The government’s case in this exchange appears to rest on proving the trio issued false sec filings about the ‘cheap shares to investors’ deal and mislead the rest of investing public. Ofsink as the deal attorney on CodeSmart should have known this was a no-no. DiScala in our interview of course said he was relying on Ofsink’s legal counsel if the transaction was ok.

A search of SEC public filing shows Ofsink, founder of New York-based law firm Ofsink LLC, has represented more than 50 public companies in financings. Bill Meagher of The Deal reported, Data from PrivateRaise shows that Ofsink represented either issuers or investors in a total of 39 transactions that raised a total of $348.1 million.

Ofsink also had a robust practice with China reverse merger deals that went public in the U.S., representing around 32 companies. Ofsink was often seen showing off photos of him eating scorpions during his China trips at microcap industry conferences. The biggest fraud he represented was $RINO, Rino International Corp, who settled with the SEC after the company executives were accused of overstating revenues and using company funds for their personal pleasures. RINO was kicked off NASDAQ in 2010.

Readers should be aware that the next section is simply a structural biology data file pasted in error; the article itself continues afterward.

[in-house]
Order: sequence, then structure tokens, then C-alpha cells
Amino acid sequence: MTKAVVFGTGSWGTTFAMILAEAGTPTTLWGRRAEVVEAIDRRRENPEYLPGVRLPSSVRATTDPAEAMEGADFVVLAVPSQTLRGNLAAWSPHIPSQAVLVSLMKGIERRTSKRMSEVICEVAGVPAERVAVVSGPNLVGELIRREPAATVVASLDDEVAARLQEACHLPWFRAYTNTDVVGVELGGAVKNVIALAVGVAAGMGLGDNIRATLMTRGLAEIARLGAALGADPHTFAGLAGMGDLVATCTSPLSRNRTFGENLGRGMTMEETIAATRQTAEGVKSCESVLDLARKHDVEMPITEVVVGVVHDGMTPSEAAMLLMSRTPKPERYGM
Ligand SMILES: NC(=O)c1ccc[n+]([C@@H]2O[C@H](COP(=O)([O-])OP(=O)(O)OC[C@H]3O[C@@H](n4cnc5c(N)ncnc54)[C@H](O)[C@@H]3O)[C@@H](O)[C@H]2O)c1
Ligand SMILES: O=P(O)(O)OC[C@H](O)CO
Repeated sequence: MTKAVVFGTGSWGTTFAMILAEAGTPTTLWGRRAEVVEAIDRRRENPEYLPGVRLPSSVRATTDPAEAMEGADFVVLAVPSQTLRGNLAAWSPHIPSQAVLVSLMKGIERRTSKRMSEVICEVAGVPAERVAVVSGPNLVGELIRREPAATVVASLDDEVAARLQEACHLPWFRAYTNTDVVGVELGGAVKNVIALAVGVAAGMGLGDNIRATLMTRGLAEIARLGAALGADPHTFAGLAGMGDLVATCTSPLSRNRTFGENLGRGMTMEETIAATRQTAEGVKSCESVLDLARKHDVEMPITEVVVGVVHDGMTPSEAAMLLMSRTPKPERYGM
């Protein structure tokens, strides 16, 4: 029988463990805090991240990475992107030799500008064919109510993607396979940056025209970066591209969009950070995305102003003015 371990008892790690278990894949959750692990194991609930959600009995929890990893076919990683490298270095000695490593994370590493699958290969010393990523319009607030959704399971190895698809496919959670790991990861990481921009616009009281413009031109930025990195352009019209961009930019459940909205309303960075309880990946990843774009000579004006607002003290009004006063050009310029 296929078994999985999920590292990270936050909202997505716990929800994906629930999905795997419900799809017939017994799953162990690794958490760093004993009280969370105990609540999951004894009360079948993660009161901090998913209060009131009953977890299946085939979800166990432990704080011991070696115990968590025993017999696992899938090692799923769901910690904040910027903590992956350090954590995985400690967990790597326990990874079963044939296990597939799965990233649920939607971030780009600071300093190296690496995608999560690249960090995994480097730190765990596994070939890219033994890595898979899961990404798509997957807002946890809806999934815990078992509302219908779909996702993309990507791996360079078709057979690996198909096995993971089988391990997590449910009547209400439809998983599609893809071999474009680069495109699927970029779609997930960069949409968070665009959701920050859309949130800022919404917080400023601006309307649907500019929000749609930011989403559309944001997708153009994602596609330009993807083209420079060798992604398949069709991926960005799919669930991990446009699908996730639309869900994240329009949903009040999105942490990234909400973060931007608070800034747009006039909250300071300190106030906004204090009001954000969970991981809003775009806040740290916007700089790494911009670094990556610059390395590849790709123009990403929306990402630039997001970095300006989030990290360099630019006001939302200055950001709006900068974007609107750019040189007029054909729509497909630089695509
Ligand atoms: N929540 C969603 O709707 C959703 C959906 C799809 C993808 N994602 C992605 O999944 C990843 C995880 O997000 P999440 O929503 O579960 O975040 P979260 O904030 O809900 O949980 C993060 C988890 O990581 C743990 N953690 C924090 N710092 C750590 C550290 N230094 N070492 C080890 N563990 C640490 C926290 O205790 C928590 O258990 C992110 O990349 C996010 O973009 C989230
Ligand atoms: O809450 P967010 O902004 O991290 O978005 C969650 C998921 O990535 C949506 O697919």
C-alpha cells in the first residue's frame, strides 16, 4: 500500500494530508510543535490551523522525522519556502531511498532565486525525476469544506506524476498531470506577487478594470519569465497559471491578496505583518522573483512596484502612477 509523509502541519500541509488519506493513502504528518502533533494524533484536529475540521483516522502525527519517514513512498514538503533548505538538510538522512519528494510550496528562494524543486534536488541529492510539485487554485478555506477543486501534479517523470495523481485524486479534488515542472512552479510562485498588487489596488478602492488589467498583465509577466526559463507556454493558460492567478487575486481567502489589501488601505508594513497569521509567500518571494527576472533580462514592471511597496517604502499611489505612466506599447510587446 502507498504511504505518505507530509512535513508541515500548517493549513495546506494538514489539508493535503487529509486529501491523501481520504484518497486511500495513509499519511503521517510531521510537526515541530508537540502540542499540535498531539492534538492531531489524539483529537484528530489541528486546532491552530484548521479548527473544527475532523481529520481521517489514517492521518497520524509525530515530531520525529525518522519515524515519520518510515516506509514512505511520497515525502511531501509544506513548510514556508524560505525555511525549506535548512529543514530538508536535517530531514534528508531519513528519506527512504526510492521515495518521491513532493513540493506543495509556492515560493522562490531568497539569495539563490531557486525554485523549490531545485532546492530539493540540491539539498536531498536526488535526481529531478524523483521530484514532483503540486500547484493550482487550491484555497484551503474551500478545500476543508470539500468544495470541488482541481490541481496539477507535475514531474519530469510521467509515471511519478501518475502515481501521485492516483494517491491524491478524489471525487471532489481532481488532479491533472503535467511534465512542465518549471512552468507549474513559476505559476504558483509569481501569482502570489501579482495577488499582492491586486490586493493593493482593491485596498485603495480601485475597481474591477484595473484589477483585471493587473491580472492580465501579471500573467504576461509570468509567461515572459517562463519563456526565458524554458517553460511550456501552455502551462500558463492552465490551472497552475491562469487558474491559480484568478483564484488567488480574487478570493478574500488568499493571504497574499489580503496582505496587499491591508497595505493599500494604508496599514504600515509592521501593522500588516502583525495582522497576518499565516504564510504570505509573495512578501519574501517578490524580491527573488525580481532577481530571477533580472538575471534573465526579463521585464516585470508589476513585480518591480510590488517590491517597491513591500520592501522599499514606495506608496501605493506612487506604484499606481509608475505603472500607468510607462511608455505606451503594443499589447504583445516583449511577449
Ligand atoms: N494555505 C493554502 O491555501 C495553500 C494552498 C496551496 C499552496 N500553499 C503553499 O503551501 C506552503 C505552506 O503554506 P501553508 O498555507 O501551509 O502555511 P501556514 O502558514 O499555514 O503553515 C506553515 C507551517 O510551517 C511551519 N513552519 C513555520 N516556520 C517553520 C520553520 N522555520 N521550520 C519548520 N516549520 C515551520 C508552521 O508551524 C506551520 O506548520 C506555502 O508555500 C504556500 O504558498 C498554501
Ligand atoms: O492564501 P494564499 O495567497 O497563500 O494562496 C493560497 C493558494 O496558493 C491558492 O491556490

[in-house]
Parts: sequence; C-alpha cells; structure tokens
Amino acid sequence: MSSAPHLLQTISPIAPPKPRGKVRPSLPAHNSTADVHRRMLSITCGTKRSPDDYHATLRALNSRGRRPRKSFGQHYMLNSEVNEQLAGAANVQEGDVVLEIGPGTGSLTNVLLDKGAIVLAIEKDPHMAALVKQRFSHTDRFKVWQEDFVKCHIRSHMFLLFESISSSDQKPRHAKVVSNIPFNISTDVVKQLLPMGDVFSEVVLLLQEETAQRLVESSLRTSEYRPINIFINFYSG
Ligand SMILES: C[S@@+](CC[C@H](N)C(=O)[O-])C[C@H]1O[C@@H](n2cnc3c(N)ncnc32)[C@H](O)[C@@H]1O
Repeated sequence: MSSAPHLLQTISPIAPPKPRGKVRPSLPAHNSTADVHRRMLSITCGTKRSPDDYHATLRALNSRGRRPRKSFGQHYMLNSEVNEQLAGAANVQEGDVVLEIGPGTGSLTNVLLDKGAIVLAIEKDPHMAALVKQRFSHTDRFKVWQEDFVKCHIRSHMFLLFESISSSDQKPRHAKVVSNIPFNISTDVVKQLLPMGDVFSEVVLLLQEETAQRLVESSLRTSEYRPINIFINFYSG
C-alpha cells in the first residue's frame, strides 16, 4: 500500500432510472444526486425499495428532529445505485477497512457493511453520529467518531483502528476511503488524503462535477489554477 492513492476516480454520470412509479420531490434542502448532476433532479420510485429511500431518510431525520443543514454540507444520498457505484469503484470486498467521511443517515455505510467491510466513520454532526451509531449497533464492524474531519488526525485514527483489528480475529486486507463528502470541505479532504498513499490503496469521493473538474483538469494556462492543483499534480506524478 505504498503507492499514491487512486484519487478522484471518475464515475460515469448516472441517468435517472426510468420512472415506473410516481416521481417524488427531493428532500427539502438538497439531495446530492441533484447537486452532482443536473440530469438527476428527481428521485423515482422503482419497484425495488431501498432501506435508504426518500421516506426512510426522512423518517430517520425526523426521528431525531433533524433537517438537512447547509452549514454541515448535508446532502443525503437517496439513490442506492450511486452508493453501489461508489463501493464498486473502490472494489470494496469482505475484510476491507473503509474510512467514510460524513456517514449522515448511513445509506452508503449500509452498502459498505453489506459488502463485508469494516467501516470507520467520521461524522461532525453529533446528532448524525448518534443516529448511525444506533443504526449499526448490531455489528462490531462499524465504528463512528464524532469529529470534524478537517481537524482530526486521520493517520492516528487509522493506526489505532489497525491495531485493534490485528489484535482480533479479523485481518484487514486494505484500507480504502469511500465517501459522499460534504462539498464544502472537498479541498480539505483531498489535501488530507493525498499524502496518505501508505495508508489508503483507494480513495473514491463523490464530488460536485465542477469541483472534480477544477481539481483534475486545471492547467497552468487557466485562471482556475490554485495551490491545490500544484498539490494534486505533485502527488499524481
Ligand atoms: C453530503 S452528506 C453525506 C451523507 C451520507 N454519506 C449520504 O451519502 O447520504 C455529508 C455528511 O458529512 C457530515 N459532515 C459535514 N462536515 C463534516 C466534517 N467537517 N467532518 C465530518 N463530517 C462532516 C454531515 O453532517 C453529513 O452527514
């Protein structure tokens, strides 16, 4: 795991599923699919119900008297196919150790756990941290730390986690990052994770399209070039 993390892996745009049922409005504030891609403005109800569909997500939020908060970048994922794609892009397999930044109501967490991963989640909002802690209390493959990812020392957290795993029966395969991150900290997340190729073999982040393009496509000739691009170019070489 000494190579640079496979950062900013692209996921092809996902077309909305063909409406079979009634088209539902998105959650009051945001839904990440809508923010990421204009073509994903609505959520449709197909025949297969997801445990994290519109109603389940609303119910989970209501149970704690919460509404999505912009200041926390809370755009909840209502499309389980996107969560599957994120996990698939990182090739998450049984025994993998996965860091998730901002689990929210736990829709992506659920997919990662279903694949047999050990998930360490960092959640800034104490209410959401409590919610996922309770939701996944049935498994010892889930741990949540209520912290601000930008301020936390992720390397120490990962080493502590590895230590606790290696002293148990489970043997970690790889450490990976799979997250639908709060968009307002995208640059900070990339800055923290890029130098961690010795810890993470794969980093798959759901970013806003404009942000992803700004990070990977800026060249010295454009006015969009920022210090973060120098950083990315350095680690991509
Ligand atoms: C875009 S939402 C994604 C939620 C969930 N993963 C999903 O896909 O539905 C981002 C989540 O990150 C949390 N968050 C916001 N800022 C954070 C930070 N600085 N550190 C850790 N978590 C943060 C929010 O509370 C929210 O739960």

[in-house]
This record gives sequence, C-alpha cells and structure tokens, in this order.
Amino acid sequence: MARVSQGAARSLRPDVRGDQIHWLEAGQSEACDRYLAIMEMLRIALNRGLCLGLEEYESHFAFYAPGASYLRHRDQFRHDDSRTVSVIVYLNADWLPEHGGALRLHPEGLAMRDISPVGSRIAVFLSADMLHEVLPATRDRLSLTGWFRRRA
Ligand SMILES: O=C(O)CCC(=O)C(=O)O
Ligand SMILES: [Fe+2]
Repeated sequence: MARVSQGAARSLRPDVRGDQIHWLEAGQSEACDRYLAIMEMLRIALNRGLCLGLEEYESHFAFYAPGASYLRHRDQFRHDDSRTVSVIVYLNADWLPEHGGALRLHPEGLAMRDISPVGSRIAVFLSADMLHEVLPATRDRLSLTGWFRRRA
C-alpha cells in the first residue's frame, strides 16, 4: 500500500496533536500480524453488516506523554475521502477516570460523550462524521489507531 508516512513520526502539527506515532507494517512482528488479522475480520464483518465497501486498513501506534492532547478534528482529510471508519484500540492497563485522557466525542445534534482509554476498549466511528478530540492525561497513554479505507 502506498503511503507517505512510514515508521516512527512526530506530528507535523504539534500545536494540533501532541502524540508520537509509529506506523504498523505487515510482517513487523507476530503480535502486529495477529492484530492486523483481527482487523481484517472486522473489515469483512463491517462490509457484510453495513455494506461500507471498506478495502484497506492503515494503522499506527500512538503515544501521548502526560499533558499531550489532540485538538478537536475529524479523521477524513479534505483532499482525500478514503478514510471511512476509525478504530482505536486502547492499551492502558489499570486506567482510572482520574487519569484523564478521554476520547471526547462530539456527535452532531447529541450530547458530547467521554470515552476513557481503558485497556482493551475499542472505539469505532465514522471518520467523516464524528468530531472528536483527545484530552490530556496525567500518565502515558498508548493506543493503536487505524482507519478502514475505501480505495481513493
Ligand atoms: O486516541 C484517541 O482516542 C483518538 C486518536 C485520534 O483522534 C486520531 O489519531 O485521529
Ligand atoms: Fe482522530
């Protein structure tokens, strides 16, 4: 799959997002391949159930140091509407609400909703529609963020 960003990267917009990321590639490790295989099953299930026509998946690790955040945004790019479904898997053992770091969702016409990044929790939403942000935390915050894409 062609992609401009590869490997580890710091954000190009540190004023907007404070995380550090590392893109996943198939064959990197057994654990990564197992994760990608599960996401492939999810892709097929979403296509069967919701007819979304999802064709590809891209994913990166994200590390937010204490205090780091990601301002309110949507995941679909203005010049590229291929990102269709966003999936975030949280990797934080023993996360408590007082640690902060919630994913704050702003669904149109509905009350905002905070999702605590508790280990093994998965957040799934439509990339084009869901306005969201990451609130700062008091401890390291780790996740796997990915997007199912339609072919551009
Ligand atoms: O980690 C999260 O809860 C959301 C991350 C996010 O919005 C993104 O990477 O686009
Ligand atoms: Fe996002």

But this wasn’t the only illegal action this crew took. The SEC has figured out Halcyon Cabot was allowing DiScala to trade his CodeSmart shares without having the money in his account to pay for it. One of the arrested Halcyon brokers, Craig Josephberg, was using money from the brokerage’s own account to fund DiScala’s trades, according to the SEC complaint. It wasn’t until the brokerage’s clearing firm said they were going to halt all of DiScala’s trading unless he paid $1.5 million due in trades completed, that the brokerage finally did their fiduciary duty and stopped DiScala trading. Apparently this whole lack of supervision by Morris and his co-founder Heineman is what got the SEC mad enough to charged the duo on Wednesday.